Matters came to a head when parliament came up with a budget proposal where it sliced for herself a huge allocation for new cars, free medical care and allowances for unlimited trips back to Bulaya where the standard of living was much higher. The moment the bill came to President Washington’s desk he vetoed it without hesitation. “As a developing country we must learn to live within our means!”
That very night President Washington was overthrown in a coup, led by the head of the army, General Mathews, also an ex-slave. He had been contacted by some of the ex-slaves unhappy with President Washington’s policy of monetary fiscal discipline. In his first address General Mathews, accused the former President of corruption. To ease his grip on power he decided to shed off his military uniform. He then organized elections which he controlled all the way. After winning handily, he was sworn in as an elected civilian President.
One of President Mathews first act was to recall the bill passed by parliament which his predecessor had vetoed and sign it into law. Of course, as President Washington had feared, the budget expenditure ballooned. Not long Baddu was struggling to finance her budget. It is then that someone reminded President Mathews there was the Development Fund. “Our money is sitting there and yet we are suffering,” one of the ex-slaves pointed.
President Mathews did not need much prompting. He raided the fund and started re-allocating money for the army and Members of parliament whose support he needed. He raised their salaries to become the highest in the world. He bought for the army and his supporters in parliament brand new SUVs. He sent his and their children to schools in Bulaya. Whenever any would fall ill the government would fund them to go back to Bulaya for medical treatment.
All of this started affecting Baddu’s development as essential sectors like agriculture were neglected for lack of funds. Once food secure, Baddu became a net importer of food. In fact most of the foodstuffs were now imported from Bulaya where farmers now used modern machinery and no longer cared for slaves. Baddu was actually helping Bulaya prosper as most of the household goods were imported from her.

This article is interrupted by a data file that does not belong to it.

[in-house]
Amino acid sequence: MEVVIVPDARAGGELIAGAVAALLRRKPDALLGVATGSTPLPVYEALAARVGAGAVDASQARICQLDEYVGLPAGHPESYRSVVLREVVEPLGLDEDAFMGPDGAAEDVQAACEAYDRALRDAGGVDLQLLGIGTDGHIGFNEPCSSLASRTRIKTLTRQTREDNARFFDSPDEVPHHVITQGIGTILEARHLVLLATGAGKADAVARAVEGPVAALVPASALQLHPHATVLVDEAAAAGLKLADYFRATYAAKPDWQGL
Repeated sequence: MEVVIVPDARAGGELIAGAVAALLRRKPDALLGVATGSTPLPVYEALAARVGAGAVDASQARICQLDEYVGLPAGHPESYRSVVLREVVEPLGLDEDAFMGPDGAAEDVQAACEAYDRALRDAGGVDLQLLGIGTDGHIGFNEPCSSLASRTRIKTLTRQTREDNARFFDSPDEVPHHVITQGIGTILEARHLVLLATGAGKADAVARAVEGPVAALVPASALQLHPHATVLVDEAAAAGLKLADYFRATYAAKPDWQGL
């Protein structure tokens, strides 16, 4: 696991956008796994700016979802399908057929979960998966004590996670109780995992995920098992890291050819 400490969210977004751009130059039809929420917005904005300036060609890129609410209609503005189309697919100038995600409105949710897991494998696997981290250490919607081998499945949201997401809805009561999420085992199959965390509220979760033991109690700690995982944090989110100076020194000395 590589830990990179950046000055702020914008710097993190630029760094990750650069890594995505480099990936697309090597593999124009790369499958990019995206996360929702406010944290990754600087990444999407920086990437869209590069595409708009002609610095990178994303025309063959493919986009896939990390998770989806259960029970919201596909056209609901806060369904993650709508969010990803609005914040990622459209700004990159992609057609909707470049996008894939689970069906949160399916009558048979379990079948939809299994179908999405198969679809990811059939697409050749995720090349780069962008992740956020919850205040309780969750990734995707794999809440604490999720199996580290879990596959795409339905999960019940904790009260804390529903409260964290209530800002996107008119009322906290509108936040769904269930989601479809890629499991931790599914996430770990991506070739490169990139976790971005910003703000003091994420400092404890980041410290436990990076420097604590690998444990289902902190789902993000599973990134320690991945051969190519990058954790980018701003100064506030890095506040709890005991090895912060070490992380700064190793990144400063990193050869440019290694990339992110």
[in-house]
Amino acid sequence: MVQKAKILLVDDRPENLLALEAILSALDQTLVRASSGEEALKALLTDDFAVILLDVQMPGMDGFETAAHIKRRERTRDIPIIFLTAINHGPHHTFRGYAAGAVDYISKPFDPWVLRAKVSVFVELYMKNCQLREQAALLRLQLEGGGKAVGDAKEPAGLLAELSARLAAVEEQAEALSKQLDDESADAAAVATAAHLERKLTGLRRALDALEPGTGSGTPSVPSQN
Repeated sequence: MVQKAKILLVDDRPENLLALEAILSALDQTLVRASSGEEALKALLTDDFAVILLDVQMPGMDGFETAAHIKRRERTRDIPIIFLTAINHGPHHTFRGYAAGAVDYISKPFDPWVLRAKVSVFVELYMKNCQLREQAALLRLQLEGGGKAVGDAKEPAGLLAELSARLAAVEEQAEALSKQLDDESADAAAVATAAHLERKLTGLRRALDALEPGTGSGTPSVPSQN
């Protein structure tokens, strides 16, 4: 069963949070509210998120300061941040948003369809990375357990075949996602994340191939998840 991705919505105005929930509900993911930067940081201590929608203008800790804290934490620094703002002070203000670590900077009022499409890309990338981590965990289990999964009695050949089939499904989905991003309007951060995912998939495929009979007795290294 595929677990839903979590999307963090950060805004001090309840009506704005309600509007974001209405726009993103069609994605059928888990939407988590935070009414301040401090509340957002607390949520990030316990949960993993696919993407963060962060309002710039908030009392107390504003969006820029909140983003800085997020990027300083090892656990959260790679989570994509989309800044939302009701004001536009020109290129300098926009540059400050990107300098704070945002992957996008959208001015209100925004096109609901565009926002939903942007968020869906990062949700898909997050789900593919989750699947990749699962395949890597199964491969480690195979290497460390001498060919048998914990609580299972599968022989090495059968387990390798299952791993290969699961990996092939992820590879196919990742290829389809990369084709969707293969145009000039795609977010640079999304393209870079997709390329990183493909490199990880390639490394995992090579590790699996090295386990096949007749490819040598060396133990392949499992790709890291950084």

It didn’t take long before the Development Fund run out. President Mathews now raised taxes. Yet people had no money to pay. So his government started printing money to help pay her bills. This led to sky rocketing inflation. Anyone who worked now found wages almost useless. Besides, because there was lack of investment, there was no one investing in building factories to create jobs. Since agriculture was neglected the youth who were the majority migrated to urban centers in search for jobs. But there were no jobs; so they spent most of the day playing board games or loitering about aimlessly. Many occasionally engaged in petty crime.
One day something happened that caught the attention and saddened many good people in Bulaya and Baddu. A group of young men and women, grandchildren of ex-slaves, after finishing school and looking for jobs to no avail, happened to hear they could be trafficked to Bulaya where they could find jobs.
So, they saved and borrowed to pay the traffickers. After trekking through hills and forests, they led them to a boat down at the coast. The long trip started at night and took a slow and winding but sure path against the ocean winds to Bulaya. It was about dawn as the boat was fast approaching the coastline, with the youths on seeing the Promised Land their hearts pumping with joy, when a severe storm came from nowhere and knocked the boat aside. All the occupants were lifted and swept out. None had a life jacket on nor knew how to swim. Sinking in the water the youths helplessly screamed out for help.
A rescue ship was dispatched. But by the time it got to the scene all the youths- grandchildren of ex-slaves had perished on the high seas! They had been fighting to go back to the country where once their grannies had lived and hated life as slaves!